The one-billion-dollar takeover in partnership with India’s Bharti Global breaks with the United Kingdom’s traditional hostility to state involvement in private markets. The shift is due to Boris Johnson’s government demands for being more flexible on state aid for companies in its talks with the European Union.
In 2012, OneWeb built a constellation of small satellites beaming internet connections to isolated places from low-earth orbit. Before collapsing due to investors withdrew their money, the company raised $3.4 billion from Softbank Group Corp, Airbus SE, and many big companies.
Due to the demand for remote broadband services and expansion in the growth of inflight WI-FI, Elon Musk is busy deploying his own satellite internet system, Starlink, and Amazon.com Inc’s Jeff Bezos has similar plans.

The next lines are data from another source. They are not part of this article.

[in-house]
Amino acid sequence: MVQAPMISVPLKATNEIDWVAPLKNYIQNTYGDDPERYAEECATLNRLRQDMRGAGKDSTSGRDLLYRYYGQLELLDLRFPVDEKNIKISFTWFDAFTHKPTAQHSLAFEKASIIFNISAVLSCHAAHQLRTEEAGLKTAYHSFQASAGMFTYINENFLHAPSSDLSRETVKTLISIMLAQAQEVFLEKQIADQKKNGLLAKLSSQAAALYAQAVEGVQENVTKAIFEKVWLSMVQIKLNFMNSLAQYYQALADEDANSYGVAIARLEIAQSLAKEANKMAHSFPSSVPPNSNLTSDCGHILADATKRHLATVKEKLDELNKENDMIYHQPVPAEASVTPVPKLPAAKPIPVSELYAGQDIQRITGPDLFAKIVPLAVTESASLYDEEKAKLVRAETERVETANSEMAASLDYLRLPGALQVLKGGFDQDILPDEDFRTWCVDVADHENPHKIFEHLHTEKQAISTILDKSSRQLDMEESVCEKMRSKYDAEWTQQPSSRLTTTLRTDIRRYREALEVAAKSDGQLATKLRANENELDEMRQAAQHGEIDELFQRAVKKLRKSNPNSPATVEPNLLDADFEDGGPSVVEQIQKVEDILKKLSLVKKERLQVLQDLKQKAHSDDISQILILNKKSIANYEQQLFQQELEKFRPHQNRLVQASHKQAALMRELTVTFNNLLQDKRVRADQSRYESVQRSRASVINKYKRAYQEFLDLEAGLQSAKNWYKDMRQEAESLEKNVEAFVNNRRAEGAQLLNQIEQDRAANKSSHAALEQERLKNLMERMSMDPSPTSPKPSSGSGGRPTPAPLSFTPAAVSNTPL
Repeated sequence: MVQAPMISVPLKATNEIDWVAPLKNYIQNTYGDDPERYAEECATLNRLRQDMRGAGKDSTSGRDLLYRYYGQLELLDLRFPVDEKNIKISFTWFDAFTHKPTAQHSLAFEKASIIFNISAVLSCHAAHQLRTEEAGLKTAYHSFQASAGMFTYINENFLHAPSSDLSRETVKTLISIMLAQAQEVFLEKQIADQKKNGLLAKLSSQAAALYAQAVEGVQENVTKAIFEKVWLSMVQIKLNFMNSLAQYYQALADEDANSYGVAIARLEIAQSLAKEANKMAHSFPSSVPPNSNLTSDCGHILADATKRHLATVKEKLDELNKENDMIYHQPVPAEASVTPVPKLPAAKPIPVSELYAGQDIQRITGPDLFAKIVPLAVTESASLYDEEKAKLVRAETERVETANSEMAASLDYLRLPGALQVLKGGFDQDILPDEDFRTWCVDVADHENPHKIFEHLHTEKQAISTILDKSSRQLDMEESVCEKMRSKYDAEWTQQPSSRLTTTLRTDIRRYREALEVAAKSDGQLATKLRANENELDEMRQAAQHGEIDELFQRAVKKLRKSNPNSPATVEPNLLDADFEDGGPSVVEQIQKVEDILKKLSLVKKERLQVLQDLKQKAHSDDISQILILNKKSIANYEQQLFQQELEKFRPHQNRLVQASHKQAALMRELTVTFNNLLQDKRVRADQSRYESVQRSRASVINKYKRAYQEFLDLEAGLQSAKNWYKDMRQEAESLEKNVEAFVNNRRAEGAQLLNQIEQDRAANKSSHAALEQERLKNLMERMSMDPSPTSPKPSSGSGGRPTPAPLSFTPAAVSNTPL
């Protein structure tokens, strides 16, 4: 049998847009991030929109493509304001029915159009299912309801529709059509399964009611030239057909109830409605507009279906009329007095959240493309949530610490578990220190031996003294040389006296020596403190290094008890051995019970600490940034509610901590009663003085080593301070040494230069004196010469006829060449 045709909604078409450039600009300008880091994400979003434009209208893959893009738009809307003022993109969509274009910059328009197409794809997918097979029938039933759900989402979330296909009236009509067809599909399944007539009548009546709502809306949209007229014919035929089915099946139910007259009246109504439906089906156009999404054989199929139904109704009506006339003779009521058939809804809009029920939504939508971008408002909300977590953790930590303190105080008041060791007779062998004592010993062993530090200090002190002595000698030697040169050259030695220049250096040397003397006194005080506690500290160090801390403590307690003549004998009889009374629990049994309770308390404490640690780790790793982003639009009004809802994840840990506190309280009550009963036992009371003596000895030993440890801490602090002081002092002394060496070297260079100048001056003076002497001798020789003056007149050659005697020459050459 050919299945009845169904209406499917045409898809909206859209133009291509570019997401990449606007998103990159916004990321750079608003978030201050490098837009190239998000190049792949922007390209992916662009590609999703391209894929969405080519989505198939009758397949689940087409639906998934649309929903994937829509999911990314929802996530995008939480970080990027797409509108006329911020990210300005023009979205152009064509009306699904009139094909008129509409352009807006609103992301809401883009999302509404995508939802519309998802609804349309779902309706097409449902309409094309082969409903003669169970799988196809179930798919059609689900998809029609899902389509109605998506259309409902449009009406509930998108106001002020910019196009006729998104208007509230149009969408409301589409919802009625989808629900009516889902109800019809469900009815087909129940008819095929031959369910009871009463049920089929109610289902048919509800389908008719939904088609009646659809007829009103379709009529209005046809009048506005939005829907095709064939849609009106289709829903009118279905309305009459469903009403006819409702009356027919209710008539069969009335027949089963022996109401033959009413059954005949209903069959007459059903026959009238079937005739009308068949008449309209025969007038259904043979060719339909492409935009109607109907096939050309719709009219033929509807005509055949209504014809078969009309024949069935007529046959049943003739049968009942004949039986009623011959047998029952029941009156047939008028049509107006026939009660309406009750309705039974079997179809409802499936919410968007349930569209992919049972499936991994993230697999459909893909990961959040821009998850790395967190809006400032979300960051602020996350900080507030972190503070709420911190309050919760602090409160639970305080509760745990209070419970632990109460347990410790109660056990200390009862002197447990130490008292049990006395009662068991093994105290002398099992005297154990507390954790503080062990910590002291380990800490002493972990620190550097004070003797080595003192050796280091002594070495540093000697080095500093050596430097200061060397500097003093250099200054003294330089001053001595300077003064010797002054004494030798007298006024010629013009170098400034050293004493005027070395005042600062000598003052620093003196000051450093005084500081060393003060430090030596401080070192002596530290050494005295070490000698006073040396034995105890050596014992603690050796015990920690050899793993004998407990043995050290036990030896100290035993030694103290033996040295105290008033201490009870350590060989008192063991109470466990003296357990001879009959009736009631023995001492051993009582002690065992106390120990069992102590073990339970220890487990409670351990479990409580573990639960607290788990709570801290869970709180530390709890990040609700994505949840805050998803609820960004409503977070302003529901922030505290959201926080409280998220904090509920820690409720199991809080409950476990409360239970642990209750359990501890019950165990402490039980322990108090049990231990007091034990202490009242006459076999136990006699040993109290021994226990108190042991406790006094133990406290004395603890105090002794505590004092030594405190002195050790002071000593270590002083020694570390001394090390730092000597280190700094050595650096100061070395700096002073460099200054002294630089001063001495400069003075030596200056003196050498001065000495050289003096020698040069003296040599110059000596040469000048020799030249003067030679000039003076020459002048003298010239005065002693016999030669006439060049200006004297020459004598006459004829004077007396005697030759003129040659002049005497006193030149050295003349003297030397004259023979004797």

Stuart Martin, chief executive officer of Satellite Applications Catapult, a technology company that advised the minister said, “It’s brave, and not without risk, but it’s a good deal and will help position the U.K. as a global leader in communications for the 21st century.”
The OneWeb will have three members from each co-owner. Bharti’s side is set to be represented by Mittal, his son Shravin Mittal, and Bharti vice-chairman Akhil Gupta. On the UK side, former banker Tom Cooper is expected to represent the UK’s investment body, UK Government Investments, alongside other directors still under consideration.